Advisor's Alpha - Part 2

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Last year, we published Part 1 of a series that discusses the value of having an advisor.  From asset allocation to spending strategies to rebalancing, a Vanguard study seeks to measure these added values which they call, “Advisor’s Alpha.”  Not all strategies are applicable to every investor, and the value added will vary based on individual circumstances. 

Strategies that add value include:
Asset Allocation, Cost Effective Implementation, Rebalancing, Behavioral Coaching (adhering to a plan), Asset Location, Spending Strategy (withdrawal order), and Total-Return Investing 

Vanguard quantifies the value-add of best practices in wealth management
Value-add relative to 'average' investor experience: 
 
Notes: Return value-add for Modules I and VI was deemed significant but too unique for each investor to quantify. Also, for “Potential value added,” we did not sum the values because there can be interactions between the strategies.  Source: Vanguard

Strategies of focus:
Rebalancing, Behavioral Coaching, and Asset Location 

  III. Rebalancing
 

The importance of asset allocation to portfolio returns was discussed in-depth in Part 1 of this series, and rebalancing is the process that allows for an appropriate asset allocation to be maintained over time through continued market shifts.  A portfolio that is not rebalanced on a regular basis will drift from its original asset allocation as asset classes have varying returns.  

Typically, this means that assets with greater return AND greater risk will grow to be a larger portion of the overall portfolio.  Rebalancing is mostly about maintaining an appropriate level of risk for a client and maximizing return given that boundary. Rebalancing is a built-in “buy low, sell high” strategy that keeps portfolios in-line with asset allocation targets while removing emotion from the process.  Disciplined rebalancing during significant market shifts - selling the best performing assets to buy the worst performing assets - is counterintuitive yet beneficial to the probability of an investor’s long-term success.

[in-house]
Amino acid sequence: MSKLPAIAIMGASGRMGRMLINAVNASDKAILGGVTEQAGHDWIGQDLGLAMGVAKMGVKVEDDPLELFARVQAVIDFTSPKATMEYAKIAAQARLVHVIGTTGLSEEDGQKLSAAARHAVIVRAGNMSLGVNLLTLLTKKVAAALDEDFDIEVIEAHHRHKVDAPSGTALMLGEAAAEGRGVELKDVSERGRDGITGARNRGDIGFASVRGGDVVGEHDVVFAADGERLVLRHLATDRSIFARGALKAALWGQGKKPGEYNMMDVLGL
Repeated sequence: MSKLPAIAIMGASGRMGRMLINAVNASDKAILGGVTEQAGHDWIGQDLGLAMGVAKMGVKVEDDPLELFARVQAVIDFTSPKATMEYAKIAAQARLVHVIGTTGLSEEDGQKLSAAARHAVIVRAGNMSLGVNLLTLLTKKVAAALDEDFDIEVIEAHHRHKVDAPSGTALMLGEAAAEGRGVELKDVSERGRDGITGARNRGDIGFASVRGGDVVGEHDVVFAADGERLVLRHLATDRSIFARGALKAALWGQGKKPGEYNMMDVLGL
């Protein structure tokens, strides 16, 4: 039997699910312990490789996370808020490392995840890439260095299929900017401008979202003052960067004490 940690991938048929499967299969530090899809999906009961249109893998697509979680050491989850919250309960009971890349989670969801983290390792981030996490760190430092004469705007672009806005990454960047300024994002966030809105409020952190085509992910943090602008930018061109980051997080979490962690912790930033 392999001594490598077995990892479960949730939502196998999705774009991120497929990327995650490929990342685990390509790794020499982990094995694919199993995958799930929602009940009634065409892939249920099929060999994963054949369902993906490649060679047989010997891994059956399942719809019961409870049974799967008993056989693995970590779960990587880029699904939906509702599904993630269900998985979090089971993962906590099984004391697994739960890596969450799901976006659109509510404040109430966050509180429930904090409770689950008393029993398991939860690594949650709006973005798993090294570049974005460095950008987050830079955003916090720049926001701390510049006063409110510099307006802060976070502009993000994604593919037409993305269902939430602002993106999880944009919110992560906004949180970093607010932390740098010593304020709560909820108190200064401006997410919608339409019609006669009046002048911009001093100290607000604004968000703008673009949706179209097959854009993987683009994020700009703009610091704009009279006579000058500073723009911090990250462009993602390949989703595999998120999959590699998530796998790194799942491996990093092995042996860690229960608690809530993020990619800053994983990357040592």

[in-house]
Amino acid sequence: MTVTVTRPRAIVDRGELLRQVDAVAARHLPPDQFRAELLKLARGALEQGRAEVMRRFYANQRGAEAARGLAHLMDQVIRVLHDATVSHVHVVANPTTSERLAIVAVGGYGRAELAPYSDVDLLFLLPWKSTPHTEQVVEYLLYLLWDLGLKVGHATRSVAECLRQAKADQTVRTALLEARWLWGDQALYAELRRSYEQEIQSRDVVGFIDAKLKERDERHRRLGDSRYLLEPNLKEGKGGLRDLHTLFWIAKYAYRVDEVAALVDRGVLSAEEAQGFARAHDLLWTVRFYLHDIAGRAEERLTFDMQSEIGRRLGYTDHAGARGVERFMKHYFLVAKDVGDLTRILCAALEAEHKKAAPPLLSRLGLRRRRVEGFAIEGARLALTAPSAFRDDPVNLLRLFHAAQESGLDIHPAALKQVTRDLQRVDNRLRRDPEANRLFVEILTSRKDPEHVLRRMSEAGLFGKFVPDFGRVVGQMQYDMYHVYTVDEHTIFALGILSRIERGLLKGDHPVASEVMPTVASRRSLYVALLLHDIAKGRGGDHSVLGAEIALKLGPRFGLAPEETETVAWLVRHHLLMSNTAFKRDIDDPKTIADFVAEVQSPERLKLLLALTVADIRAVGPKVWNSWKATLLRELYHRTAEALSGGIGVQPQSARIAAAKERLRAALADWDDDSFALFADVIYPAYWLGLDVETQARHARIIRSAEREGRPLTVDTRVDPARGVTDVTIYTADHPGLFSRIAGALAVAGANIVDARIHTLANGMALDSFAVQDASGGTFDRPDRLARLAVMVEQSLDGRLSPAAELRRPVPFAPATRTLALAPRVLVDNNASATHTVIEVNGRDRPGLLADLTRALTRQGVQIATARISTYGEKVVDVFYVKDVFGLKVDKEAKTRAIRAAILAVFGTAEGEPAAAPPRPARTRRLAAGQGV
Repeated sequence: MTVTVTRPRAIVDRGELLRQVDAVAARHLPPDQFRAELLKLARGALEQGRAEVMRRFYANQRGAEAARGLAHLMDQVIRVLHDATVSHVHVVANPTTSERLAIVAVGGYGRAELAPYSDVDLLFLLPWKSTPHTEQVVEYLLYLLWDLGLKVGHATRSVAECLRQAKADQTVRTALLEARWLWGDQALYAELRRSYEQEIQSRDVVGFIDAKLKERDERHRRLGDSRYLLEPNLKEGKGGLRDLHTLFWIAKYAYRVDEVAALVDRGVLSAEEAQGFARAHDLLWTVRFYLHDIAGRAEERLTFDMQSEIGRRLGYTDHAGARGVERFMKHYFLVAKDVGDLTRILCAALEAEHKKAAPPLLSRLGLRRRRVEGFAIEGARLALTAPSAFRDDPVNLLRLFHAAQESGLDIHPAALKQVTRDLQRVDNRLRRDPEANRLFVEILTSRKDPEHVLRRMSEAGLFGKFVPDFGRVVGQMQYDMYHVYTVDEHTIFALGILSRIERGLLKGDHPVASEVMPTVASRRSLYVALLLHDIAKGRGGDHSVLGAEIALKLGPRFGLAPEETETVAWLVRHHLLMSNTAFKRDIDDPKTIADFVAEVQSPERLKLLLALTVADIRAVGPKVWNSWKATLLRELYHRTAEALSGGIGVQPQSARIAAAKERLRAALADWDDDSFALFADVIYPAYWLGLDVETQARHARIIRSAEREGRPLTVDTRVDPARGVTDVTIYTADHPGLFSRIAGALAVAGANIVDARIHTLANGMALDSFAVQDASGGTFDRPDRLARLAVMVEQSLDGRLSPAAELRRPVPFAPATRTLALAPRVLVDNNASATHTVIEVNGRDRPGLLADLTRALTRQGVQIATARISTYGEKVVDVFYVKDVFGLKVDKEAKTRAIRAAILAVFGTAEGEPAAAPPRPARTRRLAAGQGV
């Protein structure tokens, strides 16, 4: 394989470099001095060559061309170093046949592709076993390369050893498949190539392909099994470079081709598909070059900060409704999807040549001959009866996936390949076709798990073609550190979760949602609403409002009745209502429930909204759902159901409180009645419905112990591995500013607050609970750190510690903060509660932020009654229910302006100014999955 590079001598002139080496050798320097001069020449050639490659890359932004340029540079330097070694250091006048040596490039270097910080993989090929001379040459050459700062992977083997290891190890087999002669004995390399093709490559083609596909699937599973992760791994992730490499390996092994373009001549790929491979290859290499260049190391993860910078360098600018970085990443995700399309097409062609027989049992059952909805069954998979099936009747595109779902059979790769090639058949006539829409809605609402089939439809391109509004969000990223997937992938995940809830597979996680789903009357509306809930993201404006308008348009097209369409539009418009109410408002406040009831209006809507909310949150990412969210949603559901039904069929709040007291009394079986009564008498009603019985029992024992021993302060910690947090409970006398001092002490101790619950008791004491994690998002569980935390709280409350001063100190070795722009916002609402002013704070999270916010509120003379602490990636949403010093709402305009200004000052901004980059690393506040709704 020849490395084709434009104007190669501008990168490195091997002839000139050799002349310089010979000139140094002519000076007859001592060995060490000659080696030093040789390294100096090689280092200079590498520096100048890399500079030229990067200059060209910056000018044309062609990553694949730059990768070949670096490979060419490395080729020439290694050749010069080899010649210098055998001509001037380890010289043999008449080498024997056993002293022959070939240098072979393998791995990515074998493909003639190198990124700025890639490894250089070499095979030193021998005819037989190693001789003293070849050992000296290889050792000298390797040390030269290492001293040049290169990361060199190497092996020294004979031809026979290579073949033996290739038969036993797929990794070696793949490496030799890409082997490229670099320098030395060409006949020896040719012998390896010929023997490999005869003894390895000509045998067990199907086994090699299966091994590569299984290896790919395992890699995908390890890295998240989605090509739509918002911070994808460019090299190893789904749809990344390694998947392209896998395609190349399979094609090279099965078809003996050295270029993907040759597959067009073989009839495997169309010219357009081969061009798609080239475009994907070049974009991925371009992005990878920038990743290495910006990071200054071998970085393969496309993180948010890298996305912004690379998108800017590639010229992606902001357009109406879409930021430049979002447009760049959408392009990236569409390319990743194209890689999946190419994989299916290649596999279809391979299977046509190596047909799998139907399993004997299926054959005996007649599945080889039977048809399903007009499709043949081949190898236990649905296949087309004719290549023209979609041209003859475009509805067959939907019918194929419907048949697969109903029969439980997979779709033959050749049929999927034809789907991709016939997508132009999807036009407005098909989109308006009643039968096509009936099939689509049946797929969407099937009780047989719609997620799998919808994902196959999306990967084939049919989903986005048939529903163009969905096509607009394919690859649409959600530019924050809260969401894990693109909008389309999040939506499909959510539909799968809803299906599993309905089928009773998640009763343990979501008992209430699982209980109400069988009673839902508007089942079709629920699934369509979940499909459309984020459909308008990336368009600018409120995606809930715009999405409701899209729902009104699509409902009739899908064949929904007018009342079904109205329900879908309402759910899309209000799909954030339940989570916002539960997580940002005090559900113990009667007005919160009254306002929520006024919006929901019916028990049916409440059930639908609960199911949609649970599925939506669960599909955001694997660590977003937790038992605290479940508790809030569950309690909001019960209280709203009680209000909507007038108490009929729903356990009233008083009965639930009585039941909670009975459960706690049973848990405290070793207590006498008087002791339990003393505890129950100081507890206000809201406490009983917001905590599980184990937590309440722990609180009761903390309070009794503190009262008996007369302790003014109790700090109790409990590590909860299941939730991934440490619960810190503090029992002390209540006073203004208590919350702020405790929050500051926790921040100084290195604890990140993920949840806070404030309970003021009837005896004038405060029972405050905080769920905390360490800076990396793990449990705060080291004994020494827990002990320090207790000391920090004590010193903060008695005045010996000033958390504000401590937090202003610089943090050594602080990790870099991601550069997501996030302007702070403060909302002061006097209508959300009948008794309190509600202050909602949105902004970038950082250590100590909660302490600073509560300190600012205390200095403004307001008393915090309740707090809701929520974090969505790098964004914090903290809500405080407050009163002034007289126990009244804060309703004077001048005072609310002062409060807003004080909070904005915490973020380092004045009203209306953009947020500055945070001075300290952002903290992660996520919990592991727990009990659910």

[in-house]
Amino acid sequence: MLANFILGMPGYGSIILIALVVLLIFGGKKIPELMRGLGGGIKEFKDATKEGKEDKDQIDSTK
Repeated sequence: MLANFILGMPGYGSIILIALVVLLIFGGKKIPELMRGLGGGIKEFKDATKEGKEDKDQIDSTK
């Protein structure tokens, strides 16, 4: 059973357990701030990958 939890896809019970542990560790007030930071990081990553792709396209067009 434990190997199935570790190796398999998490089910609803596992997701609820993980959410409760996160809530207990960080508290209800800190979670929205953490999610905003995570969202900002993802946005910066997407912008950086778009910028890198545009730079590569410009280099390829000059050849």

Potential value added according to Vanguard: ~ 0.35%.

We believe that rebalancing adds value by controlling risk and eliminating portfolio drift from long-term market trends and that any performance advantage is most likely gained in volatile, short-term market movement.

 IV. Behavioral Coaching
 
One of the most important roles of an advisor is to take a pragmatic approach to investing and remove emotion from the process. Study after study has shown that investors can be their own worst enemy when it comes to investment decisions. Significant disruptors to a sound investment strategy occur when the plan is abandoned for the emotional behaviors of market-timing, performance chasing, and panic selling. Investors can prevent many self-destructive investment behaviors by building a trusted relationship with an advisor who provides ongoing communication, education, transparency, and a consistent investment process.

Two examples of market environments that led many investors to make poor decisions are the dot-com bubble of the early 2000’s and the Great Recession of 2008-2009. In the first instance, many investors flocked to high growth, technology and internet related companies as stock prices soared. This led them to abandon an appropriate asset allocation in an attempt to chase performance. Ultimately the bubble burst and those that had allowed their portfolios to shift towards greater risk suffered the consequences as the NASDAQ fell 78% from its peak! The Great Recession began with the bursting of an $8 trillion housing bubble that crippled the economy and led to stock market declines of over 50%! As markets tumbled, many investors could not stomach watching their retirement nest egg deteriorate. Fear led them to an emotional decision to sell investments at significantly reduced values and abandon long-term investment strategies. These investors locked in losses and missed much of the recovery as markets rebounded.

Good advisors can add significant value in times of market euphoria or despair by reminding clients of the plan that is in place and addressing and preventing emotional decisions to abandon the plan.

Potential value added according to Vanguard: ~ 1.5%.

We believe that behavioral coaching can be of tremendous value to many investors and that value added varies significantly from 0% – 2%.

 V. Asset Location
 
Investors that have assets in both taxable and tax-advantaged accounts can benefit from working with an advisor to help locate assets in a tax efficient manner. For example, equities should be held in taxable accounts to benefit from favorable tax treatment of dividends and capital gains, while taxable bonds can be held in tax-sheltered retirement accounts like IRAs and 401ks. This strategy also captures the yield advantage that is gained by investing in taxable bonds. The incremental difference of investing in a tax efficient way can have a significantly positive effect on a portfolio when compounded over time. A good advisor can help manage a client’s optimal asset location strategy.
   
Potential value added according to Vanguard: 0% - .75%.

We believe that investors with significant assets split between taxable and tax-advantaged accounts can benefit from tax-efficient asset location. That benefit will vary based on individual tax circumstances.